The Minister of Education, Prof. D. Ansu Sonii, and the Minister of Youth and Sports, D. Zeogar Wilson, on June 24, toured all ongoing construction and renovation works of EU-funded TVET facilities under the Youth Rising Project including, the William V.S. Tubman High School in Monrovia, the Monrovia Vocational Training Center (MVTC) in Paynesville, and the Booker Washington Institute (BWI), TVET Center for professional Training, Research and Innovation (TCPTI) in Kakata, Margibi county.
Both ministers were also joined by the superintendent of the Monrovia Consolidated School System (MCSS). The tour was intended to ascertain the level of work being done at the various institutions. The projects, when completed, will demonstrate the government’s determination to prioritize TVET to deliver quality education and to prepare Liberians for future employment and job creation opportunities.
The day-long tour, which was led by staff of the United Nations Industrial Development Organization (UNIDO), including its Deputy Project Manager, Anthony A. Nimely, as the implementing agency, aimed at providing an update and showcasing the level of work that has been done so far at the various TVET centers or facilities.
The tour was extended to BWI's campuses, where Atty. Harris Fomba Tarnue, the principal, was present along with other guests. These facilities now have modern, state-of-the-art training equipment that will be used to train TVET instructors and students in relevant and demand-driven technical skills, ranging from an electrical, auto mechanic, welding, carpentry, and information and communication technology (ICT), as well as machining/milling equipment.
In addition, a modern national TVET Center for Professional Training, Research, and Innovation (TCPTRI) has also been built at BWI by UNIDO with support from both the European Union and the Government of Sweden.
The TCPTRI is intended to serve as a major hub for training vocational teachers and trainers across the country. Prior to the tour, Nimely, who provided a brief overview of the project, said the Youth Rising Project is an initiative of the government of Liberia to make young people gain their rightful place in society by upgrading their skills so that they can acquire employment and contribute to the economy.
He said Tubman High is one of the seven institutions where the government is receiving funding from the European Union to support TVET schools. While works on those facilities are still in progress, Nimely said they will move to another stage.
“We always make it our duty to come and showcase what is happening so that the young people in Liberia can see that there is hope and transformation for them,” he added. According to him, the project beneficiaries should be able to integrate into the labor market or create their own jobs as a result of the TVET program.
The initiative also encourages human capacity building, such as teacher training, with instructors from South Africa, Zambia, and Kenya, the Deputy Project Manager emphasized.
“Our welding instructors from South Africa are now in the country, and we are conducting further training at ArcelorMittal Liberia Training Academy with a focus on fabrication because this is something that our instructors never had the time to perform in South Africa,” he stated.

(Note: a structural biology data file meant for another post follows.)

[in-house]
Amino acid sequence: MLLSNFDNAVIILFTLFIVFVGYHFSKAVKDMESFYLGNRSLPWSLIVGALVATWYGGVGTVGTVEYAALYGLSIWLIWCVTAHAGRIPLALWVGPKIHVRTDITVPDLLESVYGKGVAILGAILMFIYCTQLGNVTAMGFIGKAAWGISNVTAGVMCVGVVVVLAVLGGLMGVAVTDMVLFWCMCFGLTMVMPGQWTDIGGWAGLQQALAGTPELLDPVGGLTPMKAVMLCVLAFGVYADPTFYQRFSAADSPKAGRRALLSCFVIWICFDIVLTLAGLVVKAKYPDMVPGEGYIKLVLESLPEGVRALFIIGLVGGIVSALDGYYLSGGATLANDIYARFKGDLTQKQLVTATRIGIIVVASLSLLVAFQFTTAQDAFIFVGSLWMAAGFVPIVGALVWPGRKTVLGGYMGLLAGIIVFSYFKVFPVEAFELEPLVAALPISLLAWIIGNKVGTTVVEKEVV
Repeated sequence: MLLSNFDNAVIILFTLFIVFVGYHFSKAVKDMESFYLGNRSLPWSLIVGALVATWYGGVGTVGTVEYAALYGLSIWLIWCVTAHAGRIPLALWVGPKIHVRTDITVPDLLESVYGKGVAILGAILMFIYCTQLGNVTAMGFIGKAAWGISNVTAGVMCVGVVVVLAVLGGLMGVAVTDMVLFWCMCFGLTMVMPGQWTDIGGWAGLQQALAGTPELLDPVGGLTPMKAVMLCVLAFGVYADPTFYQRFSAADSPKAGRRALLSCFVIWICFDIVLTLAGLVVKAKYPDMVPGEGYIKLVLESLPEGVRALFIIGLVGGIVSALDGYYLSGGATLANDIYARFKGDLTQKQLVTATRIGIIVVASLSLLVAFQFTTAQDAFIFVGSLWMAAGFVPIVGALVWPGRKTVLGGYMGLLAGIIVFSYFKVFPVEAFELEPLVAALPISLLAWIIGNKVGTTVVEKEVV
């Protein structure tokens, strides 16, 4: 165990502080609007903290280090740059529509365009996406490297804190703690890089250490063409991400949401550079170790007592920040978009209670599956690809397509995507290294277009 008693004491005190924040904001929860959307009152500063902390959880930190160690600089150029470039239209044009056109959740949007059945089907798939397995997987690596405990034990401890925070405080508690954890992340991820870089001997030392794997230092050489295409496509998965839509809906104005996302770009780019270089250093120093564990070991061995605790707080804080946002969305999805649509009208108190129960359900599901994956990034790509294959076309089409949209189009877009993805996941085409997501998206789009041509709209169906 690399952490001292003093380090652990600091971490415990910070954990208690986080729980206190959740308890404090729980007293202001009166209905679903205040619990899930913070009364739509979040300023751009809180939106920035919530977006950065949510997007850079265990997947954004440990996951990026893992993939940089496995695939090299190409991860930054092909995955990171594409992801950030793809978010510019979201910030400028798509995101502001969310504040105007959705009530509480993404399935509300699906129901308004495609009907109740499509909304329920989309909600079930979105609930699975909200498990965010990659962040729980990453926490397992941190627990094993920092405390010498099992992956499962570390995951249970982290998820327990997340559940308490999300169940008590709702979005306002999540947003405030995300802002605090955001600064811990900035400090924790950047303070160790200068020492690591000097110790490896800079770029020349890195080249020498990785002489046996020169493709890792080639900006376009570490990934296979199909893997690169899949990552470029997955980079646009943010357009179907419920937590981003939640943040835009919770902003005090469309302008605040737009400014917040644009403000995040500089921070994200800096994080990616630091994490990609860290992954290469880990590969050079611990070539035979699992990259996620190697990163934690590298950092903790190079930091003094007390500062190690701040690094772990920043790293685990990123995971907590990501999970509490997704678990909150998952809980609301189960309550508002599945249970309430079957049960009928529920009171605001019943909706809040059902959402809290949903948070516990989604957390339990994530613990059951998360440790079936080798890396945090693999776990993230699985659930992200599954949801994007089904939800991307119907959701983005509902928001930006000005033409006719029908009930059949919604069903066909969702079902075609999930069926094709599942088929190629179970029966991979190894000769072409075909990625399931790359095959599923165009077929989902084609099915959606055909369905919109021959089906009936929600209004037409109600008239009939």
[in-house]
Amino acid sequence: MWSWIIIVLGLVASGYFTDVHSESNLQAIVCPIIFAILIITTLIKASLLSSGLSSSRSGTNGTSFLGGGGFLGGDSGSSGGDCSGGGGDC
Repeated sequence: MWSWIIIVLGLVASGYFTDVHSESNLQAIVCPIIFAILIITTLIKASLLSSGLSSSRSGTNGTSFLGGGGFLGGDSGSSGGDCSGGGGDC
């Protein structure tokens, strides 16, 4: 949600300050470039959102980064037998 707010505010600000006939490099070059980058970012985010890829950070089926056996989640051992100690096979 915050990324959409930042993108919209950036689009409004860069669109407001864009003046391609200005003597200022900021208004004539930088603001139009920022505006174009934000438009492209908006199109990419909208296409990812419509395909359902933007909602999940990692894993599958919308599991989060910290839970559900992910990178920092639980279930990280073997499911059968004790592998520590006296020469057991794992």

During the tour of the facilities, D. Zeogar Wilson, Youth, and Sports Minister made the assertion that technical and vocational education and training are vehicles for the nation's industrialization and will create respectable job prospects for the inhabitants. Wilson also used the opportunity to thank the European Union for continuing to support the government of Liberia's efforts to modernize technical and vocational education.
“I think we are carrying on the vision of the President when it comes to TVET. President Weah wants to see TVET institutions in all the 15 political subdivisions, thanks to the European Union. I think that goal will be achieved,” he said.
Wilson added that one of the key things the President wants to achieve as a leader is to make the young people of Liberia competitive in the labor market, and as such, the new types of equipment that are there just bear testimony that “the young people will be better prepared for the job market, especially handling these modern machines.”
Prof. D. Ansu Sonii, who also spoke, thanked the European Union for sponsoring TVET and asserted that TVET was crucial to Liberia's growth. Sonii, who described the equipment as “21st century electronically driven machines,” will urge students enrolled in those TVET institutions to learn and perfect their skills.
“These projects are aimed to perfect the young people to produce the kind of content that we as people can rely on the younger generation to produce to improve Liberia,” Prof. Sonii said in a call to parents to encourage their kids to come and learn.
Speaking about the facility at BWI, Tarnue, principal and chief executive officer, expressed gratitude to the European Union for its intervention in the TVET sector on behalf of the Liberian government.
“Let us all embrace TVET, which would sharpen our skills for entrepreneurship and the job creation agenda we need to move our country forward," he said.
He asserted that the European Union funding, which has now been complemented with funding from the Swedish government and other international partners, including the French government's decision to intervene in the TVET sector, the Liberian government, and BWI, are overwhelmed with the support needed to ensure that the nation’s TVET sector is competitive with any TVET training institutions worldwide.
According to him, the nation can rely on BWI, and young people can benefit from this cutting-edge technology.
“There is nothing we can do but make the greatest use of what we have because what we have now was not here before. This center, which champions TVET, is essentially the biggest TVET institution in Liberia,” Tarnue noted..